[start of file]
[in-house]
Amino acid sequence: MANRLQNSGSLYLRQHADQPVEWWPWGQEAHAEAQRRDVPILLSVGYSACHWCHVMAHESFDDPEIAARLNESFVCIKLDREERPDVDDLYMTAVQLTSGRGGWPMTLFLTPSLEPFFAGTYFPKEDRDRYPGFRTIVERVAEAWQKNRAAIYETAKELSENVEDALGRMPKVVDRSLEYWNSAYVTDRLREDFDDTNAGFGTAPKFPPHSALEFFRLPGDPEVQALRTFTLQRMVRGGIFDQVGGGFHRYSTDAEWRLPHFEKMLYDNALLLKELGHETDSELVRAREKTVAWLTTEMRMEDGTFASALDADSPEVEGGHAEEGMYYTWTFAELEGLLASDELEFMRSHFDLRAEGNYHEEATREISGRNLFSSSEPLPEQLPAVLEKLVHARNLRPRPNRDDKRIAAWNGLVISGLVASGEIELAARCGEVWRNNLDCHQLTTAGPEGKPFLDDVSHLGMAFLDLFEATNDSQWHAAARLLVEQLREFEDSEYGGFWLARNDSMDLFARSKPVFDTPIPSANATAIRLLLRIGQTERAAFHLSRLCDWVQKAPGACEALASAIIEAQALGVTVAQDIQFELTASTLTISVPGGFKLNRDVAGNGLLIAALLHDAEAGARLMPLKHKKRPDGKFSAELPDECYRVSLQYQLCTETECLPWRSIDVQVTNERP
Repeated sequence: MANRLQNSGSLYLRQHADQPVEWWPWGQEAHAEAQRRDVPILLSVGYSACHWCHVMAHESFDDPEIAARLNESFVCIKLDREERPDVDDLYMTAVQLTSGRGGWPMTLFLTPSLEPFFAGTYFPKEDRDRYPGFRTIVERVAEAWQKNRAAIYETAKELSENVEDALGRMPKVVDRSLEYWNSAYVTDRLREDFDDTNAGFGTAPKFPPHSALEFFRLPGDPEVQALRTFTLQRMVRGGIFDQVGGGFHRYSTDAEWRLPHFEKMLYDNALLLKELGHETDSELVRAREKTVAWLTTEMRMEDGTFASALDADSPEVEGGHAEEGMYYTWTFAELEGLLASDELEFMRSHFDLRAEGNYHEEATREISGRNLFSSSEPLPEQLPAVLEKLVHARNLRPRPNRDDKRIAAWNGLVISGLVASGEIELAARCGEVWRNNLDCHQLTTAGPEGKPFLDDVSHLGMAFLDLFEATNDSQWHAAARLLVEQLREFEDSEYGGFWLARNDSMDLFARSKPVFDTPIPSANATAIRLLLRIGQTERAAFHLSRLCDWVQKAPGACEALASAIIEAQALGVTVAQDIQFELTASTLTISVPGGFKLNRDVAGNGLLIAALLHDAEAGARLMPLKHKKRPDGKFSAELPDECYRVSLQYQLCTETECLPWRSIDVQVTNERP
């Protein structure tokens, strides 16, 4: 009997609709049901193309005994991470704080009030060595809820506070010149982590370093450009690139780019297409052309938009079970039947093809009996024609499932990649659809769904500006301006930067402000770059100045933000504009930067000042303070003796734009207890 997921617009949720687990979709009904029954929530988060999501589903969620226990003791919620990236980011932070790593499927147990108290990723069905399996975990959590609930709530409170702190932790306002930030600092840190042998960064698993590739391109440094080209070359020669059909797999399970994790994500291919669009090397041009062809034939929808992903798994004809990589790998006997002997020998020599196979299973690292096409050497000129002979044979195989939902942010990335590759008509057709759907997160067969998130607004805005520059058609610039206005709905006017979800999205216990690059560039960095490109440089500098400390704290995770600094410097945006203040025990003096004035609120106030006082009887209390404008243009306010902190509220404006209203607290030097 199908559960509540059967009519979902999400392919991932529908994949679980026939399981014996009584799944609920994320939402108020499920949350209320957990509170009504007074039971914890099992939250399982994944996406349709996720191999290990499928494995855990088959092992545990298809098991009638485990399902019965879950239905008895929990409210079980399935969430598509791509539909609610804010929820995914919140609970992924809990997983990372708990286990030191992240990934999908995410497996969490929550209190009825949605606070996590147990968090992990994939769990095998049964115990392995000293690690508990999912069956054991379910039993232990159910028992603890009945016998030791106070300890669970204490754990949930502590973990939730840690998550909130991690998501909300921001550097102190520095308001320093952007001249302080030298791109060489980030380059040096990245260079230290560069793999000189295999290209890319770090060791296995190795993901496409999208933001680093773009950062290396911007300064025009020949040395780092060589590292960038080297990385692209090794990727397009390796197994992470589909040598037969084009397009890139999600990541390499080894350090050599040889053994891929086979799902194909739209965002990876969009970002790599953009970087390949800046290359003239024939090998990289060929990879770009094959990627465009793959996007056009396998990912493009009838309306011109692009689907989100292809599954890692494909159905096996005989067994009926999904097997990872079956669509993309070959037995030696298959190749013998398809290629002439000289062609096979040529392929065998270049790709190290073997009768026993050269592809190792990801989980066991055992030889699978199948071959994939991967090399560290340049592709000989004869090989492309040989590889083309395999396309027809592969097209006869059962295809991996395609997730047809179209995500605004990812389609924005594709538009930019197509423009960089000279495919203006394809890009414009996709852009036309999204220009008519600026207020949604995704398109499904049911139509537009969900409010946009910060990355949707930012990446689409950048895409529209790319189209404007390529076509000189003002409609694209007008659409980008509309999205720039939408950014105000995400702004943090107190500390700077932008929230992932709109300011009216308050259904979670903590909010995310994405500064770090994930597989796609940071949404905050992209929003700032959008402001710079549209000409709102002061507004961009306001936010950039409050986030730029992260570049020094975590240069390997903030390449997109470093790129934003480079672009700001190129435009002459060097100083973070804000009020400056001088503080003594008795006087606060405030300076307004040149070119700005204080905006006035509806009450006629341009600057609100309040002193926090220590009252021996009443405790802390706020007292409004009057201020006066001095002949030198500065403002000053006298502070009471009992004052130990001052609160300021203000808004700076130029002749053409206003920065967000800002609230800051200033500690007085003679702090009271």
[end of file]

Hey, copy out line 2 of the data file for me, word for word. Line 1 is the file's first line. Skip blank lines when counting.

Amino acid sequence: MANRLQNSGSLYLRQHADQPVEWWPWGQEAHAEAQRRDVPILLSVGYSACHWCHVMAHESFDDPEIAARLNESFVCIKLDREERPDVDDLYMTAVQLTSGRGGWPMTLFLTPSLEPFFAGTYFPKEDRDRYPGFRTIVERVAEAWQKNRAAIYETAKELSENVEDALGRMPKVVDRSLEYWNSAYVTDRLREDFDDTNAGFGTAPKFPPHSALEFFRLPGDPEVQALRTFTLQRMVRGGIFDQVGGGFHRYSTDAEWRLPHFEKMLYDNALLLKELGHETDSELVRAREKTVAWLTTEMRMEDGTFASALDADSPEVEGGHAEEGMYYTWTFAELEGLLASDELEFMRSHFDLRAEGNYHEEATREISGRNLFSSSEPLPEQLPAVLEKLVHARNLRPRPNRDDKRIAAWNGLVISGLVASGEIELAARCGEVWRNNLDCHQLTTAGPEGKPFLDDVSHLGMAFLDLFEATNDSQWHAAARLLVEQLREFEDSEYGGFWLARNDSMDLFARSKPVFDTPIPSANATAIRLLLRIGQTERAAFHLSRLCDWVQKAPGACEALASAIIEAQALGVTVAQDIQFELTASTLTISVPGGFKLNRDVAGNGLLIAALLHDAEAGARLMPLKHKKRPDGKFSAELPDECYRVSLQYQLCTETECLPWRSIDVQVTNERP